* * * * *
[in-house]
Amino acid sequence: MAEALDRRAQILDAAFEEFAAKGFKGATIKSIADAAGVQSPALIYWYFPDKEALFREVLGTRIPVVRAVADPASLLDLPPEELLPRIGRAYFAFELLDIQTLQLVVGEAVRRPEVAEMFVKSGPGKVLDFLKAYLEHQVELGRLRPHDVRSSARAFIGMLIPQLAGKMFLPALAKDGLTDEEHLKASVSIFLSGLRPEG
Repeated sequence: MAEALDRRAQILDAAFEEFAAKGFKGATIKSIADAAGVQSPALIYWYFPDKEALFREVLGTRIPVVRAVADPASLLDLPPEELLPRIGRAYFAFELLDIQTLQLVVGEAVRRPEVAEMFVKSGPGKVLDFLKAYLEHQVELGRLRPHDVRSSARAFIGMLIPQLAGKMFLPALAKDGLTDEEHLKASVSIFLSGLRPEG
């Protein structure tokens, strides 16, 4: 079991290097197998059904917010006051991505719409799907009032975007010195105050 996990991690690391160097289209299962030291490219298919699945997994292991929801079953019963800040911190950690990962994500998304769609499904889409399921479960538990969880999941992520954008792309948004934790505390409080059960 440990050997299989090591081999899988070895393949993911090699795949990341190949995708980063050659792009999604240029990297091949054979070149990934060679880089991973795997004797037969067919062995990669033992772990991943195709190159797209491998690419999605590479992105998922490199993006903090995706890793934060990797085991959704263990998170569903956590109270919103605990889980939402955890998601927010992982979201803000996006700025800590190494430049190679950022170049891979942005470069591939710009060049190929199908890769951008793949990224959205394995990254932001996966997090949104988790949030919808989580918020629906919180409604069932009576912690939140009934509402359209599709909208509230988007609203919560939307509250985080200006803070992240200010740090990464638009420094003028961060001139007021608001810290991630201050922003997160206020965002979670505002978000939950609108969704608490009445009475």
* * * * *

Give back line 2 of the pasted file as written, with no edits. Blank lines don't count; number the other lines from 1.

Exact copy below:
Amino acid sequence: MAEALDRRAQILDAAFEEFAAKGFKGATIKSIADAAGVQSPALIYWYFPDKEALFREVLGTRIPVVRAVADPASLLDLPPEELLPRIGRAYFAFELLDIQTLQLVVGEAVRRPEVAEMFVKSGPGKVLDFLKAYLEHQVELGRLRPHDVRSSARAFIGMLIPQLAGKMFLPALAKDGLTDEEHLKASVSIFLSGLRPEG